Hypogonadism can begin during fetal development, before puberty or during adulthood. Signs and symptoms depend on when the condition develops. If the body doesn’t produce enough testosterone during fetal development, the result may be impaired growth of the external sex organs. Depending on when hypogonadism develops and how much testosterone is present, a child who is genetically male may be born with: Male hypogonadism may delay puberty or cause incomplete or lack of normal development. It can cause: In adult males, hypogonadism may alter certain masculine physical characteristics and impair normal reproductive function. Signs and symptoms may include: Hypogonadism can also cause mental and emotional changes. As testosterone decreases, some men may experience symptoms similar to those of menopause in women. These may include: See a doctor if you have any symptoms of male hypogonadism. Establishing the cause of hypogonadism is an important first step to getting appropriate treatment. . Continue reading



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Male hypogonadism Symptoms - Mayo Clinic

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Hypogonadotropic hypogonadism – Wikipedia, the free …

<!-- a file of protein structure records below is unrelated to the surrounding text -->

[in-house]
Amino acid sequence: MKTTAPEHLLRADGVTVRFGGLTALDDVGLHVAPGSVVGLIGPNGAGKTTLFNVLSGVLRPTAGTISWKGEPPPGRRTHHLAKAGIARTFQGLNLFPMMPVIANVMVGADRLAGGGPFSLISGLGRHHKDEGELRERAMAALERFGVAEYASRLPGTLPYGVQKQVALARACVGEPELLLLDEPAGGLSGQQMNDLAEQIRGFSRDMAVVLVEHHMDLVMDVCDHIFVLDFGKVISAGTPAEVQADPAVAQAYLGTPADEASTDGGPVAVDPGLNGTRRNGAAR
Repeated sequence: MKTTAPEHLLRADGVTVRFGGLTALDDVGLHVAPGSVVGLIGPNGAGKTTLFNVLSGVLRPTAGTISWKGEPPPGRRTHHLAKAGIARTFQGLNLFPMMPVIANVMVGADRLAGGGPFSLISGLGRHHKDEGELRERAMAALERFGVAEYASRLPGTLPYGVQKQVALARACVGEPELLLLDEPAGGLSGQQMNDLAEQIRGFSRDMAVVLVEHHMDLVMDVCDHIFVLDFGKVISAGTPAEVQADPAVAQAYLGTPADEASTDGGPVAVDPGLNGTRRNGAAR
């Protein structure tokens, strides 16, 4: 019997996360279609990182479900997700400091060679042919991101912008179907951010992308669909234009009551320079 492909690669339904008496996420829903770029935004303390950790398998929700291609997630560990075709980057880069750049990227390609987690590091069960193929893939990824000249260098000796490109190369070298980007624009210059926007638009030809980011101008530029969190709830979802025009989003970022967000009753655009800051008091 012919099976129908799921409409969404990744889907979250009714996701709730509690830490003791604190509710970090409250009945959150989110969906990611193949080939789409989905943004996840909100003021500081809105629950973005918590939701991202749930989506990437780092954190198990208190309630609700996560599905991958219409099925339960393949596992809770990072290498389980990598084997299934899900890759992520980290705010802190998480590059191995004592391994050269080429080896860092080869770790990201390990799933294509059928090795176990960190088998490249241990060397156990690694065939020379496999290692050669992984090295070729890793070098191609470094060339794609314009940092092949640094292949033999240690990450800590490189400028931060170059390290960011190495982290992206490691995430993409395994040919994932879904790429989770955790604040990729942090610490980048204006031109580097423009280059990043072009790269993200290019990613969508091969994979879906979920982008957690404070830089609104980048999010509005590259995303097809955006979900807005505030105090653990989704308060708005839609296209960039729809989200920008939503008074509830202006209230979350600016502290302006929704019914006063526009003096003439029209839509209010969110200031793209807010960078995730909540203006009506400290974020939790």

Hypogonadotropic hypogonadism (HH), also known as secondary or central hypogonadism, as well as gonadotropin-releasing hormone deficiency or gonadotropin deficiency (GD), is a condition which is characterized by hypogonadism due to an impaired secretion of gonadotropins, including follicle-stimulating hormone (FSH) and luteinizing hormone (LH), by the pituitary gland in the brain, and in turn decreased gonadotropin levels and a resultant lack of sex steroid production.[1] The type of HH, based on its cause, may be classified as either primary or secondary. Primary HH, also called isolated HH, is responsible for only a small subset of cases of HH, and is characterized by an otherwise normal function and anatomy of the hypothalamus and anterior pituitary. It is caused by congenital syndromes such as Kallmann syndrome, CHARGE syndrome, and gonadotropin-releasing hormone (GnRH) insensitivity. Secondary HH, also known as acquired or syndromic HH, is far more common than primary HH, and is responsible for most cases of the condition. It has a multitude of different causes, including brain or pituitary tumors, pituitary apoplexy, head trauma, ingestion of certain drugs, and certain systemic diseases and syndromes.[1] Primary and secondary HH can also be attributed to a genetic trait inherited from the biologic parents. For example, the male mutations of the GnRH coding gene could result in HH. Hormone replacement can be used to initiate puberty and continue if the gene mutation occurs in the gene coding for the hormone. Chromosomal mutations tend to affect the androgen production rather than the HPG axis. Examples of symptoms of hypogonadism include delayed, reduced, or absent puberty, low libido, and infertility. Treatment of HH may consist of administration of either a GnRH agonist or a gonadotropin formulation in the case of primary HH and treatment of the root cause (e.g., a tumor) of the symptoms in the case of secondary HH. Alternatively, hormone replacement therapy with androgens and estrogens in males and females, respectively, may be employed. Continue reading